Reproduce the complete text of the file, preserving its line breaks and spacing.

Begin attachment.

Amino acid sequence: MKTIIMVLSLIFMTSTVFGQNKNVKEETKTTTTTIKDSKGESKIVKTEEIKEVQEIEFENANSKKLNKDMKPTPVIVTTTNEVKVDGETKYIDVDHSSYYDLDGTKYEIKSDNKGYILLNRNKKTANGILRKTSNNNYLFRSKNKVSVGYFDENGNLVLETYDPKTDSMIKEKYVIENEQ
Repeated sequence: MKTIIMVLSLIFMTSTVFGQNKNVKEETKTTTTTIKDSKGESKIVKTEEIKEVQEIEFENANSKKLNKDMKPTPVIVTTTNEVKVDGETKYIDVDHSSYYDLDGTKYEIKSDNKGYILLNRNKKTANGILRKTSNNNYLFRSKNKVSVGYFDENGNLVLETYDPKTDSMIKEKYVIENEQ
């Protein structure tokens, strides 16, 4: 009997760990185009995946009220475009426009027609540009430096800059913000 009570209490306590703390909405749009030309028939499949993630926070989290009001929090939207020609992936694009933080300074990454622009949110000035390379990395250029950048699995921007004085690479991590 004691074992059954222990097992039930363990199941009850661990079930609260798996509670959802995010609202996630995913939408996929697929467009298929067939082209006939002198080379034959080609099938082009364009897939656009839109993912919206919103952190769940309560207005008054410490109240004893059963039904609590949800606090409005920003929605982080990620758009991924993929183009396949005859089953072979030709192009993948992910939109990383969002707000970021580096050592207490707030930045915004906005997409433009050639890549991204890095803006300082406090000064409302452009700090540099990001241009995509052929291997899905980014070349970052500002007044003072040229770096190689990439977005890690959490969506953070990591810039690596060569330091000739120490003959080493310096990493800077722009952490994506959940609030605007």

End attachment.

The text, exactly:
Amino acid sequence: MKTIIMVLSLIFMTSTVFGQNKNVKEETKTTTTTIKDSKGESKIVKTEEIKEVQEIEFENANSKKLNKDMKPTPVIVTTTNEVKVDGETKYIDVDHSSYYDLDGTKYEIKSDNKGYILLNRNKKTANGILRKTSNNNYLFRSKNKVSVGYFDENGNLVLETYDPKTDSMIKEKYVIENEQ
Repeated sequence: MKTIIMVLSLIFMTSTVFGQNKNVKEETKTTTTTIKDSKGESKIVKTEEIKEVQEIEFENANSKKLNKDMKPTPVIVTTTNEVKVDGETKYIDVDHSSYYDLDGTKYEIKSDNKGYILLNRNKKTANGILRKTSNNNYLFRSKNKVSVGYFDENGNLVLETYDPKTDSMIKEKYVIENEQ
């Protein structure tokens, strides 16, 4: 009997760990185009995946009220475009426009027609540009430096800059913000 009570209490306590703390909405749009030309028939499949993630926070989290009001929090939207020609992936694009933080300074990454622009949110000035390379990395250029950048699995921007004085690479991590 004691074992059954222990097992039930363990199941009850661990079930609260798996509670959802995010609202996630995913939408996929697929467009298929067939082209006939002198080379034959080609099938082009364009897939656009839109993912919206919103952190769940309560207005008054410490109240004893059963039904609590949800606090409005920003929605982080990620758009991924993929183009396949005859089953072979030709192009993948992910939109990383969002707000970021580096050592207490707030930045915004906005997409433009050639890549991204890095803006300082406090000064409302452009700090540099990001241009995509052929291997899905980014070349970052500002007044003072040229770096190689990439977005890690959490969506953070990591810039690596060569330091000739120490003959080493310096990493800077722009952490994506959940609030605007």